We never expected the Ultra to match the slimline profile of the iPad Air or the Nexus 7 2 because that’s not really what it’s all about. It is reassuringly robust and feels like it can withstand the odd drop or two and crucially is nice and easy for little hands to hold.

LeapPad Ultra: Screen

Here’s where the Ultra has undergone its most significant change moving from a 5-inch 480 x 272 resolution display up to a 7-inch 1,024 x 600 pixel display. That matches the Samsung Galaxy Tab 3 7.0 for screen resolution and just as Samsung’s 7-inch underwhelmed, the Ultra’s screen is far from Retina screen quality.

Colours are generally good, the screen is nice and bright and viewing angles have improved compared to the LeapPad 2. This is more than suitable for playing some pretty basic-looking games and reading books, it’s just simply no match for the sharpness and clarity of the 7-inch panels packed into the Nexus 7 2 or Kindle Fire HDX 7.

Screen responsiveness is similarly on the average side. Using the stylus with the touchscreen display is often the best way to interact with apps and the lag is noticeable when writing or selecting content. It’s perhaps to be expected from such a basic plastic stylus and such a decent but not great screen.

When we put it in front of our four and five-year old test subjects, there were very little complaints about the screen quality for reading and gaming and that is what really matters.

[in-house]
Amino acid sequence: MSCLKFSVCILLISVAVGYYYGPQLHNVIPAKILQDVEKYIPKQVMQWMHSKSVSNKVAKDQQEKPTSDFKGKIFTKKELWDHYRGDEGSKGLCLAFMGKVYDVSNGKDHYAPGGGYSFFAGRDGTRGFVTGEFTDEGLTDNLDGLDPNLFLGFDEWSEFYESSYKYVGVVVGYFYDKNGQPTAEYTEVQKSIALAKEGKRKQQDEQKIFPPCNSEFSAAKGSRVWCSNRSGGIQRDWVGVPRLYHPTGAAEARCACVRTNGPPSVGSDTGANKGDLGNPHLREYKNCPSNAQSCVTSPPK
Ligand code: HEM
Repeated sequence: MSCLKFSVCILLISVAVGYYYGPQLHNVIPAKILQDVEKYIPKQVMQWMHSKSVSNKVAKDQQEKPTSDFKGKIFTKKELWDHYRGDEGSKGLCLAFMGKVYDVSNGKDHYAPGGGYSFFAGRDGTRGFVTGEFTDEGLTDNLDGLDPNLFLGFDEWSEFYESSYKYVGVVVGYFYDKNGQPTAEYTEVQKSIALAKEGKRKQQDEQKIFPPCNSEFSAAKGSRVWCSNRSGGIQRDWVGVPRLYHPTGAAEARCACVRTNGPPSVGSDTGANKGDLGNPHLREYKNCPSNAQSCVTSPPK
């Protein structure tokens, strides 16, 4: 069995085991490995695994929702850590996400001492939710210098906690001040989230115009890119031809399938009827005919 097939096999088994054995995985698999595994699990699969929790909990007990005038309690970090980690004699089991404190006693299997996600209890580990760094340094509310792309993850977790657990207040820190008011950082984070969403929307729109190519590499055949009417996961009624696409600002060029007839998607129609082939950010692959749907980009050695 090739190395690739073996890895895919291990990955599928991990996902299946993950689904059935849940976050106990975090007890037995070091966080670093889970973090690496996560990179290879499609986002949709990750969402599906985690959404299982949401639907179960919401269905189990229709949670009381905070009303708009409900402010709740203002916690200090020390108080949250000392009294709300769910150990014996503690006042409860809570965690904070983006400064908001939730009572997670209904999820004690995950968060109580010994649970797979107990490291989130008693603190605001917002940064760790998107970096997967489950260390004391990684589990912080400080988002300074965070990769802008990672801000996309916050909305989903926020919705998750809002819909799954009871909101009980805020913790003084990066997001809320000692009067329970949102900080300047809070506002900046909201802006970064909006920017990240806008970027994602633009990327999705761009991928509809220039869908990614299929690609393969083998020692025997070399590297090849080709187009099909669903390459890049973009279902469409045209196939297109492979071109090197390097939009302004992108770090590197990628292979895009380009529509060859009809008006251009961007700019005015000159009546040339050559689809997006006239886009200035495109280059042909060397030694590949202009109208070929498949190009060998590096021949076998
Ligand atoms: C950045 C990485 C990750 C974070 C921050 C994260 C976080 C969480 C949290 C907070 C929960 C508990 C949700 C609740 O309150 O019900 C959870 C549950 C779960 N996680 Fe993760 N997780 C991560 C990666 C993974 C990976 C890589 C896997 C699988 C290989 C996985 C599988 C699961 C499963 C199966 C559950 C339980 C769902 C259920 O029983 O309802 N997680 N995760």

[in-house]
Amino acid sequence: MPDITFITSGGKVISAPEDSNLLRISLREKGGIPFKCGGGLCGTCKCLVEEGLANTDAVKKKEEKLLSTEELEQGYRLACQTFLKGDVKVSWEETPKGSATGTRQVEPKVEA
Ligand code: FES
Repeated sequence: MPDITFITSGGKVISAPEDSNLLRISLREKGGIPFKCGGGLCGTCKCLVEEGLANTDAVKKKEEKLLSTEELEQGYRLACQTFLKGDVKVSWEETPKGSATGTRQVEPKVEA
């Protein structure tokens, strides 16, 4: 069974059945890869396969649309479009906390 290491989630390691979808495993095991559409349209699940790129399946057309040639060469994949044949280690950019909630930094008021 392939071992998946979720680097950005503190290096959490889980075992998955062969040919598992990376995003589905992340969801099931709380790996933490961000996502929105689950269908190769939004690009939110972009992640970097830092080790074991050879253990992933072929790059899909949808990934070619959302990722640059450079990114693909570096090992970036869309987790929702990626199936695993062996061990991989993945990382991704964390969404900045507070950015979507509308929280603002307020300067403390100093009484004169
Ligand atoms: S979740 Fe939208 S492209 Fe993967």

LeapPad Ultra: Cameras

Like the LeapPad 2, the Ultra packs in two cameras; a two megapixel one on the back, and a matching one just above the screen. Neither produces what you’d call great photos, and low-light performance is as noisy and poorly focused as you might expect.

There’s a Photo Fun app to edit images grabbed with either camera letting you add funny hats or items into the background and while there doesn’t appear to be too many other apps that take advantage of the pic-grabbers it’s handy if you don’t want little ones to be playing around with your standalone camera.


December 20, 2013, 2:45 pm

I have an Original LeapPad, the Leapster Handheld, and 2 Leapster 2's in my household.
They were all dropped like a hot potato last Xmas for a Nabi2 Tablet. This is a very secure (well mostly...won't go there it's complex) tablet which allows you to load games like angry birds, and uses a whitelist approach to website access. It has a Tegra 3 chipset and a clever bumper which protects it from drops.

Not without it's negatives, mainly the poorly designed charger, which doesn't utilise the microUSB port, but a DC style charging pin which has been broken several times - thankfully there are now 3rd part offerings on ebay/amazon to replace the cable cheaply.